Altria's Long-Term Positioning Becomes Fuzzier as Regulators Order Juul's E-Cigarettes Off U.S. Market

The U.S. Food and Drug Administration (FDA) plans to take Juul's e-cigarettes off the market, the Wall Street Journal reported on Wednesday. Shares of Altria fell as much as 10% on the news.

Altria paid $12.8 billion for a 35% stake in Juul in 2018. The Marlboro maker made this investment, which has since been written down to $1.6 billion, to gain exposure to allegedly less harmful vaping products that seemed poised to win over a growing number of cigarette smokers.

However, Juul has faced increased regulatory scrutiny in recent years as the vaping giant's flashy marketing, fruity flavors, and sleek USB-like device fueled a spike in youth e-cigarette use.

To address this concern, the FDA banned fruit-flavored vaping products and required all domestic e-cigarette makers in 2020 to submit their products for review in order to remain on the market.

Regulators primarily wanted to ensure the marketing of these products was appropriate for public health and that their chemicals were less harmful than combusted cigarette smoke.

Two of Juul's largest competitors – Reynolds America and NJOY – gained clearance to keep their tobacco-flavored e-cigarettes on the market, making Juul's rejection surprising given the perceived similarities between their products.

Juul could pursue an appeal, challenge the decision in court, or file a revised application for its products, per the Wall Street Journal. This might allow Juul to keep its products on the market for now.

Regardless, this setback raises concerns that Juul could fall behind in the battle for vaping market share or even cease to exist in a worst-case scenario. After all, the U.S. accounts for virtually all of Juul's revenue, and the company lost over $250 million last year following an 11% fall in sales.

While Juul does not contribute materially to Altria's cash flow, the company represented an important bet on the future of nicotine as more traditional smokers seek out less harmful alternatives, a trend that could accelerate as regulators scrutinize nicotine levels in cigarettes.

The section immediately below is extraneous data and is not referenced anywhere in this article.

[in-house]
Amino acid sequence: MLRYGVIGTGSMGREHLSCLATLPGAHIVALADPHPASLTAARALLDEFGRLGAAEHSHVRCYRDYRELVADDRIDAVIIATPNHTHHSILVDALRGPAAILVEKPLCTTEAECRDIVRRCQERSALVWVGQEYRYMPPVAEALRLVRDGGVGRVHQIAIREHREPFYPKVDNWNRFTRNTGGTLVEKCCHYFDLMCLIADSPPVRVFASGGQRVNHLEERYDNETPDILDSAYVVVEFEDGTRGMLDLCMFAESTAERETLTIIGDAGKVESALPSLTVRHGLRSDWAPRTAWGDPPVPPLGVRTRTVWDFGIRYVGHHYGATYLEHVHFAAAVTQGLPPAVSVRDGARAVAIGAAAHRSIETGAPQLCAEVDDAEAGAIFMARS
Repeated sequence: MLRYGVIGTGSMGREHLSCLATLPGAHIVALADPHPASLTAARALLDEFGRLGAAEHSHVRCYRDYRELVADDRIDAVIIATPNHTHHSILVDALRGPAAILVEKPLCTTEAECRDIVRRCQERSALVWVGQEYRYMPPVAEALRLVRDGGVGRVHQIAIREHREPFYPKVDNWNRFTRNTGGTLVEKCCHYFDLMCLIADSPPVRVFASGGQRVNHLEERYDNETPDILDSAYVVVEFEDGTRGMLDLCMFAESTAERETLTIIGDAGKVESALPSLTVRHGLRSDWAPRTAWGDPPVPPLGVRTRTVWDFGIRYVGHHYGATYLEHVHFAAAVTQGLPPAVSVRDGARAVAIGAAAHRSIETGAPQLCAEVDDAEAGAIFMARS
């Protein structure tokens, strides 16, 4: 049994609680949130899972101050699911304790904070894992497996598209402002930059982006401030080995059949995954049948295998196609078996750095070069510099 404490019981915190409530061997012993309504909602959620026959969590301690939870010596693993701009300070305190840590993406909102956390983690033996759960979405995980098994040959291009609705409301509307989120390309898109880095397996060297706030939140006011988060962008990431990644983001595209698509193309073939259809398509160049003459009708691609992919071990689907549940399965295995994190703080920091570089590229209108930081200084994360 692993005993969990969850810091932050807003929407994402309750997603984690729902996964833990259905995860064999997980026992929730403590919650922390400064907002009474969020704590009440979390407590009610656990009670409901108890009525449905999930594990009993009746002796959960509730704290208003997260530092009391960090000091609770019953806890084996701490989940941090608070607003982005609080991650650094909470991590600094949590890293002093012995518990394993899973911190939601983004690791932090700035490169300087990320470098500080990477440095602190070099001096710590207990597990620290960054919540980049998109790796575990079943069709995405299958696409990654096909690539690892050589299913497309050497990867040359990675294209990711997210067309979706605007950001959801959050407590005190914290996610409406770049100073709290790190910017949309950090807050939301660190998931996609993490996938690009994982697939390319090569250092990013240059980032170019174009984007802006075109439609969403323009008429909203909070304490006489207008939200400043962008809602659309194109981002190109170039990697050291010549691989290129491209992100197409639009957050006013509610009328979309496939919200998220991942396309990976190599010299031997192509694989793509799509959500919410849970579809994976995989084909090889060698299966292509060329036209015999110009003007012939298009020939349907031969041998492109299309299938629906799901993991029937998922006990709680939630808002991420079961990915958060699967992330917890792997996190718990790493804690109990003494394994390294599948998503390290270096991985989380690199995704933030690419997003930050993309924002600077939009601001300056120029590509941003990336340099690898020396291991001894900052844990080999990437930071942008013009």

Among these so-called reduced-risk products (RRPs), vaping has emerged as the largest category in the U.S., capturing 7% of the industry's nicotine value.

Tobacco heating products (THP), the main RRP rival to vaping made popular overseas by Philip Morris International's IQOS device, have minimal share in the U.S. so far, underscoring the importance of having exposure to e-cigarettes.
Source: British American Tobacco Investor Presentation
With Juul's market share slipping and Philip Morris International beginning to look more like a rival than a strategic partner after announcing a large acquisition to directly enter the U.S. smoke-free market earlier this year, Altria's positioning for a future beyond cigarettes becomes fuzzier.

For now, business trends remain stable and supportive of the dividend. Industry cigarette volume declines have stayed at a manageable level that can largely be offset by higher pricing, keeping revenue steady. Coupled with high margins and share repurchases, Altria expects to record another year of mid-single-digit adjusted EPS growth in 2022.

This will keep the company's payout ratio near 75%, below management's 80% target. Altria's low leverage ratio also sits at its healthiest level since 2017, providing some flexibility to fund growth investments in smoke-free products.

The main concern is whether Altria will eventually be forced to step up its investments in RRPs, especially if cigarette consumption begins declining at a faster pace. A high payout ratio limits the amount of cash flow Altria retains for reinvestment, so this scenario could pressure the dividend.

Overall, we are comfortable maintaining Altria's Borderline Safe Dividend Safety Score following this latest setback for Juul. Altria's core cigarettes business remains a cash cow, and the government's efforts to reduce nicotine levels in cigarettes to non-addictive levels seem likely to face years of legal battles.

That said, Altria could prove to be a value trap if smoking rates begin declining faster than expected, an issue we will continue monitoring closely. The company's longer-term growth profile is also uncertain as the U.S. nicotine market evolves and responds to various regulatory pressures.

Conservative income investors desiring a less risky option in this space could consider Philip Morris International. This business owns the international rights to Altria's famous brands, including Marlboro. With operations in over 180 countries, Philip Morris's regulatory risk is diversified, and reduced-risk products already account for close to 30% of its revenue (up from next to nothing in 2015).

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